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Licensed Unlicensed Requires Authentication Published by De Gruyter Oldenbourg September 26, 2017

The Empirics of Hidden Labor Force Dynamics in Germany

Sandro Provenzano

Abstract

The unemployment rate is the core indicator when researchers and policy-makers assess the level of underemployment in an economy. However, accumulating evidence suggests that the unemployment rate is biased and underestimates the true level of underemployment. Closing this gap is especially important because the distortion systematically changes along the business cycle and affects the various subgroups of the population differently. Neglecting these effects when setting up policies might flaw its effectiveness and result in unexpected outcomes. Although the existence of these effects is widely agreed upon only little is known about the magnitude of these effects across various subgroups. Using a highly disaggregated dataset from Germany, this study examines the dynamics in labor force participation that go beyond the unemployment rate. Ample evidence is found that the discouraged and the added worker effect significantly affect particular subgroups in the German labor market. In addition, the discouraged and the added worker effect are generally found to be very symmetric in economic upturns and downturns. Moreover, the labor market reforms in Germany between 2003 and 2005 are found to have reduced the discouraged worker effect on average by 25%, leaving the added worker effect unchanged.

Acknowledgment

I would like to express my gratitude to Jesus Crespo Cuaresma for invaluable and constructive feedback and support. Further, I wish to thank the ifo Center for Business Cycle Analysis and Surveys for the collaboration during the early stages of the study, and the German Federal Statistical Office for the provision of the data. Last but not least, I want to thank Peter Winker and two anonymous referees for insightful comments.

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Appendix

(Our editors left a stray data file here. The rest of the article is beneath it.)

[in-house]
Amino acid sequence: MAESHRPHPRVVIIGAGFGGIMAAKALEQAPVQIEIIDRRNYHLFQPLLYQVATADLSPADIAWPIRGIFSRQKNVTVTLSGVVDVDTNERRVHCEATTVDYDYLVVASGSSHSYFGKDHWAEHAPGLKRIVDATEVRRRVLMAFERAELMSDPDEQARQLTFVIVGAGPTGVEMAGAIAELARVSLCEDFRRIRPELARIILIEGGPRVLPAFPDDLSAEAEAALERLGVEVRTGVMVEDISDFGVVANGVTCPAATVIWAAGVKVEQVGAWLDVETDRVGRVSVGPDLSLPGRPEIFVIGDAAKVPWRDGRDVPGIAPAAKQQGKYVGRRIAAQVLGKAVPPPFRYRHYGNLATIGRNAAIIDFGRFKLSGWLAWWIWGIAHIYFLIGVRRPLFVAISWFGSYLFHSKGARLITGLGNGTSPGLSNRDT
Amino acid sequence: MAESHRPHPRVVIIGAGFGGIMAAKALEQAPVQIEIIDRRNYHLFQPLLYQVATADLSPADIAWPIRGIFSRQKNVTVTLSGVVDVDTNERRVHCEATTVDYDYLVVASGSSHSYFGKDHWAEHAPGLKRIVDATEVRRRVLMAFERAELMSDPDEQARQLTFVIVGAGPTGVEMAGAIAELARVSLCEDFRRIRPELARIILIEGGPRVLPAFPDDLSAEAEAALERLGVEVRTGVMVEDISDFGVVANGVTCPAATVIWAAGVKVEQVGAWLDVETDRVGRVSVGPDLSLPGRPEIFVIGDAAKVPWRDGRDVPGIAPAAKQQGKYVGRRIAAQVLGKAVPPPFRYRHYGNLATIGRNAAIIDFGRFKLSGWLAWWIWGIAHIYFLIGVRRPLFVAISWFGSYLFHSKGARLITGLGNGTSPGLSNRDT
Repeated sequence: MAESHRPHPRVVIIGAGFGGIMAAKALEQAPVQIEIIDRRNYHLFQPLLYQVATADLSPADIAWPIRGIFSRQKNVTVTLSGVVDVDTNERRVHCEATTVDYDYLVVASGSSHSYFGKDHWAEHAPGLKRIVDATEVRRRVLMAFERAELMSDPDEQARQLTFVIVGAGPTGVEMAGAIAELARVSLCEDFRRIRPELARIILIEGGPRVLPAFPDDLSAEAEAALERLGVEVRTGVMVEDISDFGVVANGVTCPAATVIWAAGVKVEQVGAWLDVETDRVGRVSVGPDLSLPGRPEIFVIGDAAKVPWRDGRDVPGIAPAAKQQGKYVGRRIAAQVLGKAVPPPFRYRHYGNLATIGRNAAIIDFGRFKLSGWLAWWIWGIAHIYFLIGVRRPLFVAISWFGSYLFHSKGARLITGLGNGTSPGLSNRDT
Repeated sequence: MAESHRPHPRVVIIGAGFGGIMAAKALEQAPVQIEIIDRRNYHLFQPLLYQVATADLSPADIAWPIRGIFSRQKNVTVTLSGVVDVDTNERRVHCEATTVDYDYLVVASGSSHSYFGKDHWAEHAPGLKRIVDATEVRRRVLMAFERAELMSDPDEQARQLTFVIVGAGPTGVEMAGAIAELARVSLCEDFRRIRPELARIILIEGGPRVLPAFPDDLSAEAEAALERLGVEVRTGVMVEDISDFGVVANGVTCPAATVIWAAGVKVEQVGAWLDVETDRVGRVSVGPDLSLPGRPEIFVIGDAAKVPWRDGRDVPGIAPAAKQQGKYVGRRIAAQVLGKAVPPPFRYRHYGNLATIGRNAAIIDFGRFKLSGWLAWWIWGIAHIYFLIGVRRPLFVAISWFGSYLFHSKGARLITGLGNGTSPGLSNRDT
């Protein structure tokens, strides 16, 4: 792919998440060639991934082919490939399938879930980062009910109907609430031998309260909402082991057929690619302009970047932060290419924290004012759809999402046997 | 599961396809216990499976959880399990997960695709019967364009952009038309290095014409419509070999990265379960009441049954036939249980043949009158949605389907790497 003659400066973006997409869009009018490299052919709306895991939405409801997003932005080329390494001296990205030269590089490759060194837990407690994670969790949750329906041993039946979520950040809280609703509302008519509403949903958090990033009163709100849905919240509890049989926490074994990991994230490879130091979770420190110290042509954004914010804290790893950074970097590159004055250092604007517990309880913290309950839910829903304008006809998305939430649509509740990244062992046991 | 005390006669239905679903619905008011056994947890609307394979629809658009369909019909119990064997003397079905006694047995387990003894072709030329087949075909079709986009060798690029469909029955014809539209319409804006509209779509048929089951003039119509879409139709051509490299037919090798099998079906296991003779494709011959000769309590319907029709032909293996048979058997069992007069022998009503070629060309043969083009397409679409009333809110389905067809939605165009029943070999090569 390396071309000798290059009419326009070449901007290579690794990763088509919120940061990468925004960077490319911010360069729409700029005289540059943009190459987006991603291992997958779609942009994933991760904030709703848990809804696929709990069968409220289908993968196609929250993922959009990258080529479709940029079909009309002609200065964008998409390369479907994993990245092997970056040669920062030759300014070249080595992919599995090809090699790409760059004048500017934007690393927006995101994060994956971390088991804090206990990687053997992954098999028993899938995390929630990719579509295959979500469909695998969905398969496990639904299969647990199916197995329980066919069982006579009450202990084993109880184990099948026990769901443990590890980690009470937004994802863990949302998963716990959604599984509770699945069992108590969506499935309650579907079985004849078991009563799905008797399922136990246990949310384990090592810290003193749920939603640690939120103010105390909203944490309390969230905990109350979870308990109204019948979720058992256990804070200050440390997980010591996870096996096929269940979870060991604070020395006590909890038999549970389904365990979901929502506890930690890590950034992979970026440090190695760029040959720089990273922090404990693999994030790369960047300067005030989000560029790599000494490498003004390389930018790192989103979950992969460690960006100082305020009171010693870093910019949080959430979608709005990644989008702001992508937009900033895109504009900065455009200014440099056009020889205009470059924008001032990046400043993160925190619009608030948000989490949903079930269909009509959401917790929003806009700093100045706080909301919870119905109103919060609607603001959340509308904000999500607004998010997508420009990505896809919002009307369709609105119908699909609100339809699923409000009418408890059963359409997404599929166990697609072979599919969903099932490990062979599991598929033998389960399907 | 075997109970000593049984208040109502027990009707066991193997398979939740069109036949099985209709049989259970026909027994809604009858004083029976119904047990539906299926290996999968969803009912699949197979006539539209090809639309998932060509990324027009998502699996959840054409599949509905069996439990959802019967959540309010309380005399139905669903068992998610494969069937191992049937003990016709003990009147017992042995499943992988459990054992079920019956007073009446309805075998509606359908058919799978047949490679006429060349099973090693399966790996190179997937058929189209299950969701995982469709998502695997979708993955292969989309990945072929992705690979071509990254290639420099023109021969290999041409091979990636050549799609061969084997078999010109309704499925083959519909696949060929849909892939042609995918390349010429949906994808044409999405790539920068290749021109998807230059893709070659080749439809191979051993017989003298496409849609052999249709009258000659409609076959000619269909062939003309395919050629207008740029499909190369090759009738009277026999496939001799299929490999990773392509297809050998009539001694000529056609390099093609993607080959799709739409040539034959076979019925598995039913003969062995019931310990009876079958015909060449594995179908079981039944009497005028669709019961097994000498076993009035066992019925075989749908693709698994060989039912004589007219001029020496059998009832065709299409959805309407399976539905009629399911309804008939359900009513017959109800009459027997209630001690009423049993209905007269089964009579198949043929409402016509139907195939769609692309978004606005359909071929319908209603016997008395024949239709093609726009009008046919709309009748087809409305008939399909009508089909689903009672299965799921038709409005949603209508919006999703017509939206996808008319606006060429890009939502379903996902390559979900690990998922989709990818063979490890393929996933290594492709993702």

A.1 The labor force participation rate over time

Figure 10: The labor force participation rate and the unemployment rate over time.Note: The labor force participation rate (LFPR) relates to the total population of working age. UR is the unemployment rate.

Figure 10:

The labor force participation rate and the unemployment rate over time.

Note: The labor force participation rate (LFPR) relates to the total population of working age. UR is the unemployment rate.

Figure 11: The labor force participation rate by age and sex.Note: The linear time trends are indicated in black.

Figure 11:

The labor force participation rate by age and sex.

Note: The linear time trends are indicated in black.

Figure 12: The labor force participation rate by citizenship and sex.Note: The linear time trends are indicated in black.

Figure 12:

The labor force participation rate by citizenship and sex.

Note: The linear time trends are indicated in black.

Figure A.1: The labor force participation rate by region and sex.Note: The linear time trends are indicated in black.

Figure A.1:

The labor force participation rate by region and sex.

Note: The linear time trends are indicated in black.

A.2 The hidden labor force disaggregated

Table 6:

Hidden labor force shares over time.

Discouraged workersAdded workers
19912000201020141991200020102014
Men0.410.440.440.440.130.140.110.11
Women0.590.560.560.560.870.860.890.89
Germans0.870.860.810.831111
Non-Germans0.130.140.190.170000
Western Germans0.740.760.780.760.990.990.990.99
Eastern Germans0.260.240.220.240.010.010.010.01
Young0.140.100.130.110.100.070.080.08
Medium0.040.030.050.040.900.930.920.92
Old0.820.860.830.850000

  1. Note: This table contains the shares over time of aggregated sociodemographic groups among the discouraged and the added workers.

A.3 Hidden labor force estimates

Table 7:

Estimates over time.

YearPopDWAWHLFURLoUΔLFPRPLFPRΔ
199154,7396383502886.97.60.771.371.90.5
199254,9967584183417.78.50.871.071.60.6
199355,4019305184128.99.91.070.771.40.7
199455,33810215784429.610.61.070.971.70.8
199555,28210085624469.410.41.070.571.30.8
199655,507118864953910.411.61.270.471.41.0
199755,639139273166111.412.91.570.771.91.2
199855,637141370970311.112.71.670.772.01.3
199955,604138366072310.512.11.671.172.41.3
200055,42612755866899.611.11.571.072.21.2
200155,30512525726809.410.91.571.572.81.2
200255,22313406047369.811.41.671.773.01.3
200355,051143365677710.512.11.672.273.61.4
200454,763139364474910.512.11.672.373.71.4
200555,116127266660711.713.01.373.774.81.1
200654,844104858446410.811.81.074.975.70.8
200754,53677343433899.70.775.576.10.6
200854,3765943372577.88.40.675.876.30.5
200954,0886343552798.18.70.676.276.70.5
201053,8845953222737.78.30.676.577.00.5
201152,6055202742477.17.60.577.177.60.5
201252,7234932502436.87.30.577.077.50.5
201352,8315242562686.97.50.677.477.90.5
201452,9555002412596.77.30.677.578.00.5

  1. Note: Column 2–5 are in thousands. Column 6–11 are in percent\percentage points. ‘Pop’ - ‘Total Population between 15 and 64’. ‘DW’ - ‘Discouraged Workers’. ‘AW’ - ‘Added Workers’. ‘HLF’ - ‘Hidden Labor Force’. ‘UR’ - ‘Unemployment Rate’. ‘LoU’ - ‘Level of Underemployment’ (=registered unemployed Pop.+HLFregistered unemployed Pop.+HLF+employed Pop.). ‘LFPR’ - ‘Labor Force Participation Rate’. ‘PLFPR’ - ‘Potential Labor Force Participation Rate’.

Received: 2016-8-20
Revised: 2017-3-27
Accepted: 2017-8-27
Published Online: 2017-9-26
Published in Print: 2017-11-27

© 2017 Oldenbourg Wissenschaftsverlag GmbH, Published by De Gruyter Oldenbourg, Berlin/Boston